My old site used to write the URLs without !.

Eg: www.example.com/#/products

But it has been more than 6 months since I changed it to include ! in the URL like so:


But unfortunately Google search results still show my old URL schema.

There is no way I could enter in the Google Removal Tool (via their Webmaster Tools) to remove www.example.com/#/products since Google will complain about an invalid URL.

All I want is to remove www.example.com/#/products and Google to show the one with /#!/products in the results instead.

  • 1
    Be aware: Neither of those URL styles are search engine friendly, nor are they friendly to users. Nov 15, 2014 at 7:54
  • Hi @MichaelHampton I understand, thanks for your concern. I actually have snapshops of those pages via ?_escaped_fragment= but right now i need to focus on getting rid of www.example.com/#/products from Google's search result
    – David
    Nov 16, 2014 at 16:26
  • Presumably www.example.com/#/products now simply returns your homepage, not the "products" page? Or are you doing a (client-side) redirect to the #! URL?
    – MrWhite
    Nov 17, 2014 at 8:32
  • 2
    @David: How do you redirect users? If I go to site.com/#/example, do you 301-header me? If not, that's your problem (just look into 301-headers)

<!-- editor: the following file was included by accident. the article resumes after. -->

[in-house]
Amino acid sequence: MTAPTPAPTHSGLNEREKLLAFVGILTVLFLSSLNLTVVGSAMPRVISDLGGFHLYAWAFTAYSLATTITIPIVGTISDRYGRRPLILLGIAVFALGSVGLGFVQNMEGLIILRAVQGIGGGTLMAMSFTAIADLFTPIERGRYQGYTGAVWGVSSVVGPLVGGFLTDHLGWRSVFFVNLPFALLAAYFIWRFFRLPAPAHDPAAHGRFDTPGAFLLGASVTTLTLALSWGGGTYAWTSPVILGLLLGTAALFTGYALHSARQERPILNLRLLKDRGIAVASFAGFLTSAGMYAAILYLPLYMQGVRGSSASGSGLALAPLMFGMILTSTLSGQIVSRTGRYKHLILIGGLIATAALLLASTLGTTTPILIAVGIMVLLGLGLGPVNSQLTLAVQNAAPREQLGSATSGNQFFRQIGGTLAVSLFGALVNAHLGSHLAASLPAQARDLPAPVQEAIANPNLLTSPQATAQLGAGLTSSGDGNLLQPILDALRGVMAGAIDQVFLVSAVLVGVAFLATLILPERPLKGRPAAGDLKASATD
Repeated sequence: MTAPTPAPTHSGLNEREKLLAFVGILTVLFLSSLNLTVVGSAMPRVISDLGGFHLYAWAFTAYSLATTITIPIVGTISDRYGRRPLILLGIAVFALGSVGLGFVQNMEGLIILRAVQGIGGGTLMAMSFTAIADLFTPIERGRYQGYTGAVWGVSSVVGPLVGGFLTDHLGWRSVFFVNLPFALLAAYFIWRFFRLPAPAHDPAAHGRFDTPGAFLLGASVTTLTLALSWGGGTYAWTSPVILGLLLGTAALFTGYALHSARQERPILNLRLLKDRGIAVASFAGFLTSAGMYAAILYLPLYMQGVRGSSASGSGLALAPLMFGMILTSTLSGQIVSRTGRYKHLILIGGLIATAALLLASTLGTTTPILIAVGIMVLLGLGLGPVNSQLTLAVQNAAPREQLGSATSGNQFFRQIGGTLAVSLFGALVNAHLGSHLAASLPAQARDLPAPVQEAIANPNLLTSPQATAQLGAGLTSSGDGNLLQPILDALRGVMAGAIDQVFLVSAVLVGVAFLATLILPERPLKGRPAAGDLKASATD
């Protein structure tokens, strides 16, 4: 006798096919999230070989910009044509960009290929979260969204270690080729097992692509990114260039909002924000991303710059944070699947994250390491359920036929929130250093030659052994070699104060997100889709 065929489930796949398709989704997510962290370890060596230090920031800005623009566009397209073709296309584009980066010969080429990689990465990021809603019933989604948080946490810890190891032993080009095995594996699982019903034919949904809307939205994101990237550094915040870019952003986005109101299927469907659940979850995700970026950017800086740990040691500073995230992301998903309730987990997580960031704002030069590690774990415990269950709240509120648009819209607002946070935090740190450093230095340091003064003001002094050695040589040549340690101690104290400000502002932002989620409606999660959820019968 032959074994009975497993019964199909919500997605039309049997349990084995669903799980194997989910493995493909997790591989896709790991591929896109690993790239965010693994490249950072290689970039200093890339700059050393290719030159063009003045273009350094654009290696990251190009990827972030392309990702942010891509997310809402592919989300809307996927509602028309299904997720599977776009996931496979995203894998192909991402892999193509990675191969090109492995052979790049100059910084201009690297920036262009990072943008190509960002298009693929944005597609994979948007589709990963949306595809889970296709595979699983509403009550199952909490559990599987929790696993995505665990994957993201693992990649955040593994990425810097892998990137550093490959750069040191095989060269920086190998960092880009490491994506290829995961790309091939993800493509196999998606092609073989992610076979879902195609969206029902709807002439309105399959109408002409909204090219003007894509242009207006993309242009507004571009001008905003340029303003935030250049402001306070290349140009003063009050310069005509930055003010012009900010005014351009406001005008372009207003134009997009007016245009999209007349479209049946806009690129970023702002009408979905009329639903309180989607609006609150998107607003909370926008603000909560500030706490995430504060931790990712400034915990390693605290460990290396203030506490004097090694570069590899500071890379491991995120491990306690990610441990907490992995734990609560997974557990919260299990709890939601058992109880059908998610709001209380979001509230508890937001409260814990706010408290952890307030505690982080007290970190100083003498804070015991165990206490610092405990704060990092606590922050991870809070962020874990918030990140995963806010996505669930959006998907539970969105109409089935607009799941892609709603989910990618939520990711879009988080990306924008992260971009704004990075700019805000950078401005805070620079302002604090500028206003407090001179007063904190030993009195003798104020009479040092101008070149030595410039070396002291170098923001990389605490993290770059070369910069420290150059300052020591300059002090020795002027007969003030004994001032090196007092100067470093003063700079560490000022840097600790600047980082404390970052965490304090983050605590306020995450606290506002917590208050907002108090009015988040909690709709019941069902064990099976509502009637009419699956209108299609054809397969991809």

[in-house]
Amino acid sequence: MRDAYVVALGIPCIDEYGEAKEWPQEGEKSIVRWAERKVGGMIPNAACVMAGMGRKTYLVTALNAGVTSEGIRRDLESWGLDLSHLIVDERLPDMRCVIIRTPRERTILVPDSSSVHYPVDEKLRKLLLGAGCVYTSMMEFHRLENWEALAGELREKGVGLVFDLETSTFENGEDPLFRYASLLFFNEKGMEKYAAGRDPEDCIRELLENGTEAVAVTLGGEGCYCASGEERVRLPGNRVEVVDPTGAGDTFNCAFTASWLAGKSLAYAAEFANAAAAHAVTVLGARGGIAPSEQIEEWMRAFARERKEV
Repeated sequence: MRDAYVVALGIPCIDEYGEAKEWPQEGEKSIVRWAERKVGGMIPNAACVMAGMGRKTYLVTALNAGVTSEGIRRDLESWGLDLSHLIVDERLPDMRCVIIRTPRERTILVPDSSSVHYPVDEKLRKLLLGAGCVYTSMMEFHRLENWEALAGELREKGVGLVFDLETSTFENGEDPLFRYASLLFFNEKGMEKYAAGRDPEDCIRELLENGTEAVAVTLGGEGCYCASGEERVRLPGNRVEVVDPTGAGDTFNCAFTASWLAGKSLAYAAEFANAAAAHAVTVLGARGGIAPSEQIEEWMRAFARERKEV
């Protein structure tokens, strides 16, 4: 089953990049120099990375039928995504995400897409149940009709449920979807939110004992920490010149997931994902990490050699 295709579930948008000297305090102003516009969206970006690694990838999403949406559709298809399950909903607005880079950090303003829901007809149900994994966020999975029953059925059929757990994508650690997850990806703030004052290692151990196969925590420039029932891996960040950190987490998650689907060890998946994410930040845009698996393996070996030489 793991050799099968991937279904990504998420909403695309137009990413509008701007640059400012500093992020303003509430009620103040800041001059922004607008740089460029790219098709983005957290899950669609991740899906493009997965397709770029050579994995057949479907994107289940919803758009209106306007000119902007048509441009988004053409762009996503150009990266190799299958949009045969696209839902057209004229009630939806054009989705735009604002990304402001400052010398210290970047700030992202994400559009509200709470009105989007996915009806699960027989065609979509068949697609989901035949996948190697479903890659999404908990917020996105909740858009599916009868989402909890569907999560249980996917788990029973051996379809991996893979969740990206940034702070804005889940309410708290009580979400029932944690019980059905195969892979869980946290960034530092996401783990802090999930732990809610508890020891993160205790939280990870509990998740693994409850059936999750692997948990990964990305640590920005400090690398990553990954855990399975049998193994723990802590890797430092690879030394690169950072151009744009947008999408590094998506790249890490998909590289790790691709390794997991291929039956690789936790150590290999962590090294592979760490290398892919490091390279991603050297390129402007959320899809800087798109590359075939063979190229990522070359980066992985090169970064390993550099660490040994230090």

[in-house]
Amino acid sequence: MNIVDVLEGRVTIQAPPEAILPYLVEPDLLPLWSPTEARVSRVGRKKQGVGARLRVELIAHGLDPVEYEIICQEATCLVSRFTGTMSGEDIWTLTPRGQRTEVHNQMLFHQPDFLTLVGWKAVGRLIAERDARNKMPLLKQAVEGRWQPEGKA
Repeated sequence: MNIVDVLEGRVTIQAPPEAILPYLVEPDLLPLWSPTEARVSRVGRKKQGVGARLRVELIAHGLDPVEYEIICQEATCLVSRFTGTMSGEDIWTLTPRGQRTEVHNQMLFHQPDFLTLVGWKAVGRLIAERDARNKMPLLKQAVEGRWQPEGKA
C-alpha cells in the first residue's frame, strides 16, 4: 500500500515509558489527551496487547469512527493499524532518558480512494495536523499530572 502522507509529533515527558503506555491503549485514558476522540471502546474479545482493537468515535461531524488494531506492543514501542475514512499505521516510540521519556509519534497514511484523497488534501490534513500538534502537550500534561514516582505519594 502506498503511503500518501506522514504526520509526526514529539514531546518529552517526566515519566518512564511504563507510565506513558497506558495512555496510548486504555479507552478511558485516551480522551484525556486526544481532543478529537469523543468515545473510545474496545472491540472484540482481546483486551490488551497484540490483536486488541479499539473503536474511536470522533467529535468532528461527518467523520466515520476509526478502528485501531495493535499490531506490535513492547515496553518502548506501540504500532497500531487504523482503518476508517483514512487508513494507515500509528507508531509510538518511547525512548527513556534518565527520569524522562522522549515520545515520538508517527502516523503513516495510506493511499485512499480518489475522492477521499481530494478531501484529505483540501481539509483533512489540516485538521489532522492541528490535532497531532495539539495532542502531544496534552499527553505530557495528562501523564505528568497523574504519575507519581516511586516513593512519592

– Martijn
    Nov 17, 2014 at 8:53
  • 2
    Hi everyone, thanks for helping. @Martijn angular is doing the redirect so yeah it does client redirection to #!/products. You can't do 301 redirects for hashed urls the server/nginx/rails won't see that part/url. Also - can you explain what is the relationship of getting rid of www.example.com/#/products from Google's search result here?
    – David
    Nov 17, 2014 at 10:05

3 Answers 3


It's been a while since i have been in google webmaster's tools but I do remember that in there is a tool for removing indexed pages for any website..

**You will need to link the website with the particular webmaster's tool account to do so...


login or create new account (link the website as mentioned above)

click on google index & select remove urls

on the opening page insert all urls you want removed.....**

  • 1
    Hi Norman thanks for your help, but as I mentioned in my post, i already went through the URL removal tool and its not going to work
    – David
    Nov 24, 2014 at 7:58

First, you don't have to go through the trouble of removing the old URLs with the hash. If your content is getting crawled and indexed appropriately under the new hash-bang URL, it'll soon get replaced.

It's not entirely clear what the problem is without troubleshooting against the live site, but hopefully these steps will help you discover a solution.

You'll want to start by eliminating common problems.

Check if Googlebot is Accessing Your HTML Snapshots